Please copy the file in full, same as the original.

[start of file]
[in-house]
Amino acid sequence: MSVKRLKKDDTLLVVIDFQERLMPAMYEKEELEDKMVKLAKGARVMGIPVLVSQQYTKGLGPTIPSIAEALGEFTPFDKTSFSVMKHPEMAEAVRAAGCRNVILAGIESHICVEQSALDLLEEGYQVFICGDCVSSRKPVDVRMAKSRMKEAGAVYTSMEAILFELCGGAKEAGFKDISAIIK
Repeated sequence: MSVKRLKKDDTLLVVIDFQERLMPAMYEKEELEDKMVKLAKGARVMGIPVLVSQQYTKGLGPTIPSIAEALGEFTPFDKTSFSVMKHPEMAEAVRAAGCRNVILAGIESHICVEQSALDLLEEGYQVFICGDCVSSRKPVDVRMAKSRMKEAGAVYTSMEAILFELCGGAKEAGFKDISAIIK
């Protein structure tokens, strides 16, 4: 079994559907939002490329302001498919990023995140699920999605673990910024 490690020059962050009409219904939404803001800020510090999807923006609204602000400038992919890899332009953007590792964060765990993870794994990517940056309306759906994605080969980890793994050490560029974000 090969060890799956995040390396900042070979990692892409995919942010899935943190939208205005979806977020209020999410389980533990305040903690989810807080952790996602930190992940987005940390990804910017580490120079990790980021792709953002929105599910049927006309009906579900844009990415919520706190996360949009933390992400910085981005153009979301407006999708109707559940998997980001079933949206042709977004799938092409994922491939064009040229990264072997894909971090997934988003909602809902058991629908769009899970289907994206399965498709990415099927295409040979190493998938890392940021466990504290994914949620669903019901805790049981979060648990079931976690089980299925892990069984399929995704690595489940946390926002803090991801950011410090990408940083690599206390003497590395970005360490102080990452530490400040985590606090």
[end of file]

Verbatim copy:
[in-house]
Amino acid sequence: MSVKRLKKDDTLLVVIDFQERLMPAMYEKEELEDKMVKLAKGARVMGIPVLVSQQYTKGLGPTIPSIAEALGEFTPFDKTSFSVMKHPEMAEAVRAAGCRNVILAGIESHICVEQSALDLLEEGYQVFICGDCVSSRKPVDVRMAKSRMKEAGAVYTSMEAILFELCGGAKEAGFKDISAIIK
Repeated sequence: MSVKRLKKDDTLLVVIDFQERLMPAMYEKEELEDKMVKLAKGARVMGIPVLVSQQYTKGLGPTIPSIAEALGEFTPFDKTSFSVMKHPEMAEAVRAAGCRNVILAGIESHICVEQSALDLLEEGYQVFICGDCVSSRKPVDVRMAKSRMKEAGAVYTSMEAILFELCGGAKEAGFKDISAIIK
């Protein structure tokens, strides 16, 4: 079994559907939002490329302001498919990023995140699920999605673990910024 490690020059962050009409219904939404803001800020510090999807923006609204602000400038992919890899332009953007590792964060765990993870794994990517940056309306759906994605080969980890793994050490560029974000 090969060890799956995040390396900042070979990692892409995919942010899935943190939208205005979806977020209020999410389980533990305040903690989810807080952790996602930190992940987005940390990804910017580490120079990790980021792709953002929105599910049927006309009906579900844009990415919520706190996360949009933390992400910085981005153009979301407006999708109707559940998997980001079933949206042709977004799938092409994922491939064009040229990264072997894909971090997934988003909602809902058991629908769009899970289907994206399965498709990415099927295409040979190493998938890392940021466990504290994914949620669903019901805790049981979060648990079931976690089980299925892990069984399929995704690595489940946390926002803090991801950011410090990408940083690599206390003497590395970005360490102080990452530490400040985590606090």